Commencement 2023: URI pitcher sets up for business success

KINGSTON, R.I. – May 11, 2023 – In any baseball game, the pitcher is the center of the action, driving the rhythm of the game. University of Rhode Island senior pitcher Quincy Clark, of South Orange, New Jersey, is comfortable being at the center of it all but has used his time at URI to expand the roles he plays, including off the field.

Clark took a class with Launch Lab innovation coach Jim McGwin ’80 in the fall and connected with URI’s Innovation Labs. Through the Launch Lab, he launched the idea for Athletes Off The Field, a program to showcase the creativity and entrepreneurial endeavors of URI student-athletes. Clark invited other URI athletes to showcase pieces in the lab and use the Makerspace to screen print clothes in the program which successfully launched this spring.

Fashion was a familiar field for him as he had used COVID-19’s enforced down time to start a flourishing resale clothing business, Campus Thrifts. The business not only provided a creative outlet but let Clark hone his skills as a business owner.

Initially, Thrifts was an outlet, a form of creative play and expression.

Clark took a class with Launch Lab innovation coach Jim McGwin ’80 this school year and connected with URI’s Innovation Labs.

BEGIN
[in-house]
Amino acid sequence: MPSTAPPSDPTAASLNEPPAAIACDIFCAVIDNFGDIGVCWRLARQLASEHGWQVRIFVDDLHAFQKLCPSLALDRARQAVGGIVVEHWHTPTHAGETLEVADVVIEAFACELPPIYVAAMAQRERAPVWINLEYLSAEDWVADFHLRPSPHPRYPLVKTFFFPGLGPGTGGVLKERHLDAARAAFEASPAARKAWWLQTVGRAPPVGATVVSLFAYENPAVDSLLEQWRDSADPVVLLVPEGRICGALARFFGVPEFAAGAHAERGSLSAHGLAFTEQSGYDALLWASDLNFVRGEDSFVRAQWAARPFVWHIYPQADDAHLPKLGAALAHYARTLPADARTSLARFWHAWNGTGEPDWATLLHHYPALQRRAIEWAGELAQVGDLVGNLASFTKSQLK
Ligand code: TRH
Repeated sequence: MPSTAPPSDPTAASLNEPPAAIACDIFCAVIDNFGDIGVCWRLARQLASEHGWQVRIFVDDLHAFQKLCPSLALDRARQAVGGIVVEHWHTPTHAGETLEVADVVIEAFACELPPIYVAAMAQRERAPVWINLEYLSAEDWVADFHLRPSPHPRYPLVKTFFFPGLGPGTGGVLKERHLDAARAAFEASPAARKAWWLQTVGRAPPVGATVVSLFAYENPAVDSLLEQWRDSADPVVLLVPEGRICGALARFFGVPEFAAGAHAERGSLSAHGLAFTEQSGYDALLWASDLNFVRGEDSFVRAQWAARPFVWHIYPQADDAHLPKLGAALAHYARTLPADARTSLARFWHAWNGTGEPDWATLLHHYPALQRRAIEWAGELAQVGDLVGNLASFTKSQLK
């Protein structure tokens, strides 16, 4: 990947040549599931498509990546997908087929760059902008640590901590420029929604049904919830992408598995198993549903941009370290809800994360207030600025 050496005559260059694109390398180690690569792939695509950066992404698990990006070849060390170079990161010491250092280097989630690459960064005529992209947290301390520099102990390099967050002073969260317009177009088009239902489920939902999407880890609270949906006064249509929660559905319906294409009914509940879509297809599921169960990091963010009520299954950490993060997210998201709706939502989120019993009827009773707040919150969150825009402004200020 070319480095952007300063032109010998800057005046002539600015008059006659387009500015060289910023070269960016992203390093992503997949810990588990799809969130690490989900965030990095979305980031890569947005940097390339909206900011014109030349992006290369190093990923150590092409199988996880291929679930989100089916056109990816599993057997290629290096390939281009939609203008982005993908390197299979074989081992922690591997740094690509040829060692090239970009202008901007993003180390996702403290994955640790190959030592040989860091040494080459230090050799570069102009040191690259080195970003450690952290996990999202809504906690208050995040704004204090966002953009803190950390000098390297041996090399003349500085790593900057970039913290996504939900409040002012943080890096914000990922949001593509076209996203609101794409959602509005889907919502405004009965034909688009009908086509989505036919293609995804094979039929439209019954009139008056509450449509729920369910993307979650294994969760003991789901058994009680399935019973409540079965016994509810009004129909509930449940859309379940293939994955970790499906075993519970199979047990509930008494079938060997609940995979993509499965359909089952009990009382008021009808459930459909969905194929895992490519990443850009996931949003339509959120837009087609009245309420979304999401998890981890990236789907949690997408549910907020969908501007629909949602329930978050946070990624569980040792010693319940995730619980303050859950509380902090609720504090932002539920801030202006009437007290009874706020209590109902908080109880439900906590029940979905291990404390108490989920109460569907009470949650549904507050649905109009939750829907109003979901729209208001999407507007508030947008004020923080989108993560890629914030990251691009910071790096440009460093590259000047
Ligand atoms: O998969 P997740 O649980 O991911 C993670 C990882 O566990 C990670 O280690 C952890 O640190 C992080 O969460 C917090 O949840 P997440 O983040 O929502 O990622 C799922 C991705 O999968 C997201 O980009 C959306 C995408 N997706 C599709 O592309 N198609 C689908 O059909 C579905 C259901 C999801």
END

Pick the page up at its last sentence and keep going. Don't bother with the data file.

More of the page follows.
“I wanted to treat it like a brand, not just a reselling business,” he says.

Clark began by marketing to the Rhode Island college student market with videos and photo shoots in Providence and other city settings, even the boardwalk at Asbury Park. He and his partner launched their business in 2021 and made $800 on their first day. Profits have continued to roll in and Clark made close to $15,000 in less than a year.

As a pitcher, Clark is used to working under pressure and relishes the chance to call his own shots. “I like to have free rein and to control what I’m doing. The business has definitely been a creative outlet,” he says. “I’ve had fun coming up with ideas for videos and photos.”

In a small business, skills are learned out of necessity. So Clark picked up graphics on his own and found that “playing businessman” was fun to him. He fell in love with graphics and used Youtube to pick up the skills he needed, even staging fun pop-ups on campus.

“My goal was to have our Instagram account be pleasing and aesthetic,” he says. He’s keeping an eye on the brand’s image, the marketing, and also the bottom line. The brand sells mostly to New England and New Jersey but has also had customers from as far away as Europe and California.

He also started having in-person events and pop-up shops, setting up in Washington Square Park in New York in December 2021. “That was chilly,” he says, “but I play baseball in New England. We’re used to cold weather!”

A new field of play

Clark enjoys the camaraderie of sports but is finding that creative communities can provide a similar home for teamwork and community. Inspiration can come from anywhere and Clark is realizing that he likes to be the playmaker. He’s also started creating logos and merchandise for other clients such as the Hopeless Romantic Society.